Assisting the international urban transition toward the ‘Fifteen-minute city’ is one of MOBIX’s key aims and, just this month, it has been reported that the Cambridge dictionary may be planning to add it as an official word… but what is the Fifteen-minute city?
The Fifteen-minute City
The Fifteen-minute City is a blueprint for future urban planning that was recently developed by Carlos Moreno, a professor at Paris’ Sorbonne University. Professor Moreno states that cities should be reorganised and transformed in polycentric entities, almost overlapping townships, that are focused around proximity, diversity, density and ubiquity across the six essential urban social functions: living, working, supplying, caring, learning and enjoying. This concept would see citizens put at the centre of urban transformation and design- and would enable them to access all the amenities required for an amazing quality of life within just 15 minutes of travel by bike, scooter or on foot.
The concept sits within the New Urbanism school of urban planning, which emerged in the 1980s as an American response to unchecked urban sprawl and the short-sighted urban planning policies that had allowed it to occur. The school owes its origins to the earlier “neighbourhood unit” that Clarence Perry (a notable American urban planner) developed in the early 1900s. New Urbanism encompasses many aspects and ideas but, in short, it is concerned with developing a sense of community and promoting ecologically friendly practices. The school possesses its own professional body, formed in 1993, named the Congress for the New Urbanism. The body has frequently lobbied for cities to become more accessible and provide citizens with environmentally friendly transport options.
In more recent, post-Covid19 times, many institutions have adopted Professor Moreno’s concept of the fifteen-minute city as an efficient and elegant solution to the myriad challenges presented by urban planning in our modern era. One notable body is the C40, which is a collaborative network of 97 international cities that aim to put the ideals behind the fifteen-minute city into practice and combat climate change.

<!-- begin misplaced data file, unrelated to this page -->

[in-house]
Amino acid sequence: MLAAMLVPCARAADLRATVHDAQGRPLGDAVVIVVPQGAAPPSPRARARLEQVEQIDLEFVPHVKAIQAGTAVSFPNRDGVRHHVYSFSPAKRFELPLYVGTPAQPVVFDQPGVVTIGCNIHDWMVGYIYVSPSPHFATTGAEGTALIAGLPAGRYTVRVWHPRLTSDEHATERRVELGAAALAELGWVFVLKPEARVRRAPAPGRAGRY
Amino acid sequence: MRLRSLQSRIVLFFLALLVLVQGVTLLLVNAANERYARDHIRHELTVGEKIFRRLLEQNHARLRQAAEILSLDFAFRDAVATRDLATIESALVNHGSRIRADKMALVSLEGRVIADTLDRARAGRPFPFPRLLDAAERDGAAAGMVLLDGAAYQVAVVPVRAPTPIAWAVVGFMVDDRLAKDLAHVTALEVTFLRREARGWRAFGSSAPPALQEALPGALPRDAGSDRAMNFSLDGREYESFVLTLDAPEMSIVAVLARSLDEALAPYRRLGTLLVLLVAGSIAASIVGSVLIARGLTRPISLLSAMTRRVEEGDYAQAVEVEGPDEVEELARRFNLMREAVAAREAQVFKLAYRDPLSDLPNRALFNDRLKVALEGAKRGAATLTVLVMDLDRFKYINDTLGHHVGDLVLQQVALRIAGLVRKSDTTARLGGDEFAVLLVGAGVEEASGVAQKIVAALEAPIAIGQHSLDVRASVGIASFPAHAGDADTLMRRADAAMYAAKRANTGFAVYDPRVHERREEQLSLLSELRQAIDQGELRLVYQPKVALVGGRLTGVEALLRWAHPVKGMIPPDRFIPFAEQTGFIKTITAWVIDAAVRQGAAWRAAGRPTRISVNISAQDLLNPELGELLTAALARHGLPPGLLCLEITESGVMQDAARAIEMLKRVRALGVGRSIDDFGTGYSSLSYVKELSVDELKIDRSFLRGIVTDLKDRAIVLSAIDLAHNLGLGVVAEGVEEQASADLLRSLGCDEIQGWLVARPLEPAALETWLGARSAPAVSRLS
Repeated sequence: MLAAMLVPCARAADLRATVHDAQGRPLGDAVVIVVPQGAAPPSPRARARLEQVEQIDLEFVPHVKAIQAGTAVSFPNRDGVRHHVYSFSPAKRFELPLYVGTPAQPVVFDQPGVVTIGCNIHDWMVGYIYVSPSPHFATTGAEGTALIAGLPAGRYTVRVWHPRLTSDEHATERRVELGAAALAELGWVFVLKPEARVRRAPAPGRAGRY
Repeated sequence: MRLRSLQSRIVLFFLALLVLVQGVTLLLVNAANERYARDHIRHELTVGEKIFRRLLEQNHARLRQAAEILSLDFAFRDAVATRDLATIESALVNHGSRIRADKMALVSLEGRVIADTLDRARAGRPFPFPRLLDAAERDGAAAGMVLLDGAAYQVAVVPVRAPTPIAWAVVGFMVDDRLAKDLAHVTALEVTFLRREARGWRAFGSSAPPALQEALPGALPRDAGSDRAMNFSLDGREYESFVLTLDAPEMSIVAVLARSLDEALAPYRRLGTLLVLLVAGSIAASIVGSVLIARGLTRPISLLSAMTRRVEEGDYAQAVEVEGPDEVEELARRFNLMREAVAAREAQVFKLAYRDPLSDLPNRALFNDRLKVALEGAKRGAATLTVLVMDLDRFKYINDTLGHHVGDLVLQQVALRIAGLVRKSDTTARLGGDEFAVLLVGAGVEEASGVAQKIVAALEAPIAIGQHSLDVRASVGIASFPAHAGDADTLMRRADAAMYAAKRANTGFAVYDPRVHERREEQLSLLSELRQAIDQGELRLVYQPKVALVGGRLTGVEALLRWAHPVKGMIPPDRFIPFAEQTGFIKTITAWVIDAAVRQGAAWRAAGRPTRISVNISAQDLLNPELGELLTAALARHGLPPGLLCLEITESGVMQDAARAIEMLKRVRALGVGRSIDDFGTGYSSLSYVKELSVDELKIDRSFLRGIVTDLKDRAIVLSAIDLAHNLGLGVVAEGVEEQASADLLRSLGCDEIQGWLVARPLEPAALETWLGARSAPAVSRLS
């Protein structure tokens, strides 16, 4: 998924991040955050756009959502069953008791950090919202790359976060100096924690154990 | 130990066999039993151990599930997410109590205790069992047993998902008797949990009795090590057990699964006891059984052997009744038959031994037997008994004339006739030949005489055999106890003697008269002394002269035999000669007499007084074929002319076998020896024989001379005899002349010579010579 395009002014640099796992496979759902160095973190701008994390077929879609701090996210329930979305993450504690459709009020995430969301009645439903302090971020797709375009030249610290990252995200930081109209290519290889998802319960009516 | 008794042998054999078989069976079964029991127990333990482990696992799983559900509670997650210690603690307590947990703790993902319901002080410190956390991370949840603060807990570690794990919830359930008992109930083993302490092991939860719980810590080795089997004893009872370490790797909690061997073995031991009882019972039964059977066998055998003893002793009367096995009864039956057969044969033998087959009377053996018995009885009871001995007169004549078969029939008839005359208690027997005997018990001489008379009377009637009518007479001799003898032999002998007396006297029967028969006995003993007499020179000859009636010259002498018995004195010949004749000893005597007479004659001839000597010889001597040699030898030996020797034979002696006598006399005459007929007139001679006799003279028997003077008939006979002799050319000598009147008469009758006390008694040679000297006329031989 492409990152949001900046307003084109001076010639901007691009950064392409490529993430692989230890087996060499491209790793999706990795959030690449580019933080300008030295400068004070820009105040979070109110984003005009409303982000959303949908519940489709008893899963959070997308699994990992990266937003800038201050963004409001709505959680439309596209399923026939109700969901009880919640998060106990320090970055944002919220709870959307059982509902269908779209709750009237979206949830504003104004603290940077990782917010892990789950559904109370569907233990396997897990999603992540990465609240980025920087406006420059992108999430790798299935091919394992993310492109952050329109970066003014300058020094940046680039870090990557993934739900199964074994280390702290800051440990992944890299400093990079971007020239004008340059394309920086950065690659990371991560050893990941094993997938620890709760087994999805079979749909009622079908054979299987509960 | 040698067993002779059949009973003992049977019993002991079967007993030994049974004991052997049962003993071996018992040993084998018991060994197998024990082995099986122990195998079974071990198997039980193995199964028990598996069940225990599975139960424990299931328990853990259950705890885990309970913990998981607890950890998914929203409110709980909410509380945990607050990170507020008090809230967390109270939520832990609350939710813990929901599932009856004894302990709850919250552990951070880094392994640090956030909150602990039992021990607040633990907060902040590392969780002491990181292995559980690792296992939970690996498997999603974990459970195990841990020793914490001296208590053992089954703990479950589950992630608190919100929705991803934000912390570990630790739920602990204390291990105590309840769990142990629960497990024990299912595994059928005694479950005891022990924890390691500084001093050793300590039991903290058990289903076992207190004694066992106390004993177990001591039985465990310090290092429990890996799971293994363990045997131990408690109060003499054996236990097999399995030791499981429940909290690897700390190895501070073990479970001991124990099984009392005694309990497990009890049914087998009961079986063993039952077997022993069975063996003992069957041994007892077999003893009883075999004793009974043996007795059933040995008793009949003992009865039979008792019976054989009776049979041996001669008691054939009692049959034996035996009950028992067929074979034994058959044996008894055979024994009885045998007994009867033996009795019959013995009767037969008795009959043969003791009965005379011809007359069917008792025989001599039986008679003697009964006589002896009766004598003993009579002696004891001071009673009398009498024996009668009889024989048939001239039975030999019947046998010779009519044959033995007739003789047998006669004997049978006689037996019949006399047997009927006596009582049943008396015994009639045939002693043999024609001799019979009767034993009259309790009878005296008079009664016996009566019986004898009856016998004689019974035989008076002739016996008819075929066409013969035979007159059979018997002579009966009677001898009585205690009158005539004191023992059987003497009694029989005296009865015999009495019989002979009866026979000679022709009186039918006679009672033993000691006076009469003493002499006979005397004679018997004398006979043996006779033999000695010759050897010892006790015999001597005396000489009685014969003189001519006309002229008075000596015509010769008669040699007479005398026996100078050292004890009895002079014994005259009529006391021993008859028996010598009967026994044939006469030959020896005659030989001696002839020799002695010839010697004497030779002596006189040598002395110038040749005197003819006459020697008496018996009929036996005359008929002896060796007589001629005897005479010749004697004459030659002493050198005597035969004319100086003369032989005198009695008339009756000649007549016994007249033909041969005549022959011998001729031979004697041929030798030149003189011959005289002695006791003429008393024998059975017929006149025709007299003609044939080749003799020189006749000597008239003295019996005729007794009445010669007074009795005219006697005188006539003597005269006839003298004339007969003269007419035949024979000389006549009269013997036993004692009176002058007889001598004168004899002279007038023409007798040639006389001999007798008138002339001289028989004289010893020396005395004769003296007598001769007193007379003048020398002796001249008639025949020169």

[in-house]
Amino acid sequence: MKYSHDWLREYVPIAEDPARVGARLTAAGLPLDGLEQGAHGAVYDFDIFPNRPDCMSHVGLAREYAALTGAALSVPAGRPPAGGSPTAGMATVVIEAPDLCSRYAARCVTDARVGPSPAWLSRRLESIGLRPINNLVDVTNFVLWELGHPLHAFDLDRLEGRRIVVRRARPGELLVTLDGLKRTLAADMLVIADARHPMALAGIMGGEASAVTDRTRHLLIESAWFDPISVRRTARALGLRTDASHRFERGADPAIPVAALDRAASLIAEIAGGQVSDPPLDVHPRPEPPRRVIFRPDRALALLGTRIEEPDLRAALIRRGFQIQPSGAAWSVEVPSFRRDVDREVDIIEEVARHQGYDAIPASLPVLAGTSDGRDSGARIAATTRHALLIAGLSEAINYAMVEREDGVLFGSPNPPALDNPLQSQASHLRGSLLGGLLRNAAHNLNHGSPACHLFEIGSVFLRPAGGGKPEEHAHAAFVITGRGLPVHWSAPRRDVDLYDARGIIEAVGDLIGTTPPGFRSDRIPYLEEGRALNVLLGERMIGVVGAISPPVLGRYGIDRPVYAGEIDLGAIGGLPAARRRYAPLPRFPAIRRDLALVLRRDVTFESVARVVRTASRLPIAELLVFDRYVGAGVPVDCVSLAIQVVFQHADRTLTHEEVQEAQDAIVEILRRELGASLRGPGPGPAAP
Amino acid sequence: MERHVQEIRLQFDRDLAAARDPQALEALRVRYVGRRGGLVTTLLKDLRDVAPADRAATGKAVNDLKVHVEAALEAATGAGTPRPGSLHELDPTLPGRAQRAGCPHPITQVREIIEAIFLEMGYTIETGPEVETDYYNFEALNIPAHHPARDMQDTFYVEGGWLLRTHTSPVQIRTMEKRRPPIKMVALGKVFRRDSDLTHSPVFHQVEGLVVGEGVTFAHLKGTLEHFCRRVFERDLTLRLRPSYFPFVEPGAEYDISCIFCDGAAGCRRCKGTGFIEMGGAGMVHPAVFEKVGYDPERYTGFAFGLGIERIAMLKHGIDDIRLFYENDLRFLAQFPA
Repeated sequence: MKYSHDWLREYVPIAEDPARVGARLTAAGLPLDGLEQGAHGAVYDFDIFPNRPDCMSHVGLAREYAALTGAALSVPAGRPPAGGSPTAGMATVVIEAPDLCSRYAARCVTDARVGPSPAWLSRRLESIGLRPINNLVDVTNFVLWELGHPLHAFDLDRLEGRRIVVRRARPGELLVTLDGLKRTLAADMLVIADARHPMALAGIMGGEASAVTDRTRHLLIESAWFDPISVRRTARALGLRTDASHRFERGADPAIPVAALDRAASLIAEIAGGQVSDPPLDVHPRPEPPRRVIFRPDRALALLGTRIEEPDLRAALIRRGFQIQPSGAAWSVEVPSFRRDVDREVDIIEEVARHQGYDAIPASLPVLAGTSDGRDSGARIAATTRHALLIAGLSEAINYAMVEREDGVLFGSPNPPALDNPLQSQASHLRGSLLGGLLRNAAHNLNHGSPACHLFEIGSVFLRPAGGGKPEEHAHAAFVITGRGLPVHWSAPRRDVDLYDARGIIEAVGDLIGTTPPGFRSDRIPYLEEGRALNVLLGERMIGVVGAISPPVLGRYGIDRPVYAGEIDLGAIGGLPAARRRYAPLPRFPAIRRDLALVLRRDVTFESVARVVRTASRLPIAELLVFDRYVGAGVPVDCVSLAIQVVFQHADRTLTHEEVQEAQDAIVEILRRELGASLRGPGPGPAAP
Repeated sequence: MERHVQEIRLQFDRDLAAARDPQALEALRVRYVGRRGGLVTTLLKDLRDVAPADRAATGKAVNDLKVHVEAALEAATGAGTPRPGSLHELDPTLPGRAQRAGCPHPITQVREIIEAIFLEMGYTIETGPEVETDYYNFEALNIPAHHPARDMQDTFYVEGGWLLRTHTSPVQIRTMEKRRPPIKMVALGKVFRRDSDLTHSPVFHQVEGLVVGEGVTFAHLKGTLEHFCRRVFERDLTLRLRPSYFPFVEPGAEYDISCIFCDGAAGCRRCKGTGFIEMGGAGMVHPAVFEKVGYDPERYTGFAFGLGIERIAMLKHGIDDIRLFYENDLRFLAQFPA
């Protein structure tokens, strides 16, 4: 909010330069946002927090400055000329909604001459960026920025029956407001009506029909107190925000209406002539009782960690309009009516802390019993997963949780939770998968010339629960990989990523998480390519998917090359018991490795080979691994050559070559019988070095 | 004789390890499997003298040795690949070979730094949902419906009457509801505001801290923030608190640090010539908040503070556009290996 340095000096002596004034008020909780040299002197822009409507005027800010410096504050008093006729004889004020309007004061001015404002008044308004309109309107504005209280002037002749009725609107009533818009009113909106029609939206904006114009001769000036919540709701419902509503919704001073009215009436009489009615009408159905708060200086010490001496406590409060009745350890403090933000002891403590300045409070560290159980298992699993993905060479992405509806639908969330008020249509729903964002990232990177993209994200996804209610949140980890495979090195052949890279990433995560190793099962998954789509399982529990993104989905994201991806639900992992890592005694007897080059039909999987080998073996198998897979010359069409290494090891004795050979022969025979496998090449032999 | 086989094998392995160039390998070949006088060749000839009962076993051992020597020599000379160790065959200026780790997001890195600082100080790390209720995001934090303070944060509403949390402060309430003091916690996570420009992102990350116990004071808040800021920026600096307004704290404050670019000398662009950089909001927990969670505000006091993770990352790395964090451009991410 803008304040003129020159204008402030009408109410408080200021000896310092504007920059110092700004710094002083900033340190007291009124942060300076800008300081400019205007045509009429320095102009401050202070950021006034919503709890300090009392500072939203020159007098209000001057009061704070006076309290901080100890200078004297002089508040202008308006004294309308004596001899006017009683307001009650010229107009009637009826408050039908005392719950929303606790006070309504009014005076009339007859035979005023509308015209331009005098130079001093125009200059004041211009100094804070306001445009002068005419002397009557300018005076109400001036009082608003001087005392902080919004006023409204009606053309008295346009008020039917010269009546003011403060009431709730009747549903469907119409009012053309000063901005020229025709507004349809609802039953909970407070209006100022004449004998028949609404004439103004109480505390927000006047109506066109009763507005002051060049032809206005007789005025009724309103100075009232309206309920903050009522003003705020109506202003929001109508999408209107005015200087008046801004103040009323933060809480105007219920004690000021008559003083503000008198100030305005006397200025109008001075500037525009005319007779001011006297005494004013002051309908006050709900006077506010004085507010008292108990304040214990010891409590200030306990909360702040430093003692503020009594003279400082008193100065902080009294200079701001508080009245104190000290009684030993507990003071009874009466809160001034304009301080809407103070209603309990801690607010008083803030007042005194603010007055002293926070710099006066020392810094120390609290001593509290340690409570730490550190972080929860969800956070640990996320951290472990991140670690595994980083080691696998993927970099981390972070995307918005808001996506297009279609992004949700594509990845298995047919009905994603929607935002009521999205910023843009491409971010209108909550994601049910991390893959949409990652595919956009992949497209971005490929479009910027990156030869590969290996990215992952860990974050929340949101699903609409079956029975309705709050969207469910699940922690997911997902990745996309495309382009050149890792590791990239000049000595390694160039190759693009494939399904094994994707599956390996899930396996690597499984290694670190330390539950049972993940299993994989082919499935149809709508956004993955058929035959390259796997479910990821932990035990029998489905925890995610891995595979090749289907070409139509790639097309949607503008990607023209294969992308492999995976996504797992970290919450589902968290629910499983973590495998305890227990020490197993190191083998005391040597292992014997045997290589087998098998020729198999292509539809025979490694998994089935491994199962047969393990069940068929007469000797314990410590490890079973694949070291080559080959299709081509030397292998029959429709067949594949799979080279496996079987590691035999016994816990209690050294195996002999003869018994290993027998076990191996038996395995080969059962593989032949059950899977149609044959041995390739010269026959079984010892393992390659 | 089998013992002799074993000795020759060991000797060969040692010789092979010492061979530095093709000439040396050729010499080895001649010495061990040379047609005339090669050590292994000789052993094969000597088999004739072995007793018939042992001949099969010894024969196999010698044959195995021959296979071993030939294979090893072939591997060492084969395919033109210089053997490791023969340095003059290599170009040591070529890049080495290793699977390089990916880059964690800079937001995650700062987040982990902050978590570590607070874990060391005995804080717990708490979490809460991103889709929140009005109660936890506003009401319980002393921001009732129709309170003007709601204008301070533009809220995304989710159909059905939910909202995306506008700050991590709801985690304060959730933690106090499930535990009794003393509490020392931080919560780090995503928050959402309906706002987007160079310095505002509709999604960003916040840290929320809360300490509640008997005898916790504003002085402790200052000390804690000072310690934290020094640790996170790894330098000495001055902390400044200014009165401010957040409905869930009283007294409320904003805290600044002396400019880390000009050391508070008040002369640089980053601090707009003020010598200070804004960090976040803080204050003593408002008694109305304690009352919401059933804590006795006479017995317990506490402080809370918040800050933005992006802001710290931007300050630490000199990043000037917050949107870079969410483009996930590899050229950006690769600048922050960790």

The Fifteen-minute City in Practice
One of the megacities involved in the C40 is Paris and there is, arguably, no better example for a case-study of the fifteen-minute city in practice.
Anne Hidalgo, the mayor of Paris, made urban transformation one of the key cornerstones of her mayoral campaign. Anyone who has visited Paris since 2014 can tell that she has delivered on this promise. Micromobility is clearly an important part of the Parisian infrastructure plan- evidenced by the countless bikes and electronic scooters that can conveniently be found on most of the street corners.
As part of the global drive to ‘build back better’, Paris has even taken the step to close some of its roads to cars in an effort to prevent the old spectre of urban congestion (and smog) from returning to the streets. These 50 kilometres (31 mi) of pop-up cycle lanes are known as ‘coronapistes’ and some run right through the very centre of Paris. In an interview given last year, Mayor Hidalgo has made a commitment to expand this program, make it permanent and halve the amount of car parking spaces within Paris (140,000 to 70,000).
As has been noted by Professor Moreno however, the Fifteen-minute City is not a ‘war on cars’. It does not have to be. We simply have to reduce our reliance upon them for short journeys. The concept is, as mentioned above, about overlapping smaller townships inside the mega-city bubble and giving everyone the opportunity to experience the benefits of the urban lifestyle… without the grim, dreary and polluting commute.
MOBIX and the Fifteen Minute City
MOBIX incentivises ecologically friendly transport using the MOBX token, which is a cryptocurrency token that can be earned through using eco-friendly transport.
MOBIX, as an intelligent mobility exchange, can further facilitate the growth of the Fifteen-minute City by locating eco-friendly transport for its users as part of our mission to build out a wider micro-mobility infrastructure. This process will be anonymous, take into account user preferences when selecting transport or price and will even incentivise the user as well.
It is increasingly clear that the Fifteen-minute City is going to result in positive change for our cities and, with MOBIX, citizens themselves can play a crucial part in that.
If you liked this post on the ’15-minute city’ and wanted to learn even more, Voi Technology are hosting a 15-Minute City Symposium tomorrow (29/06/2021) and Professor Moreno is one of the keynote speakers! Find more details here on how to watch the virtual event.
 Caves, R. W., Encyclopedia of the City (London, Routledge, 2004). pp. 491.
 Perry, C., 1929, The Neighbourhood Unit (Reprint. London, Routledge/Thoemmes, 1998). p.25-44.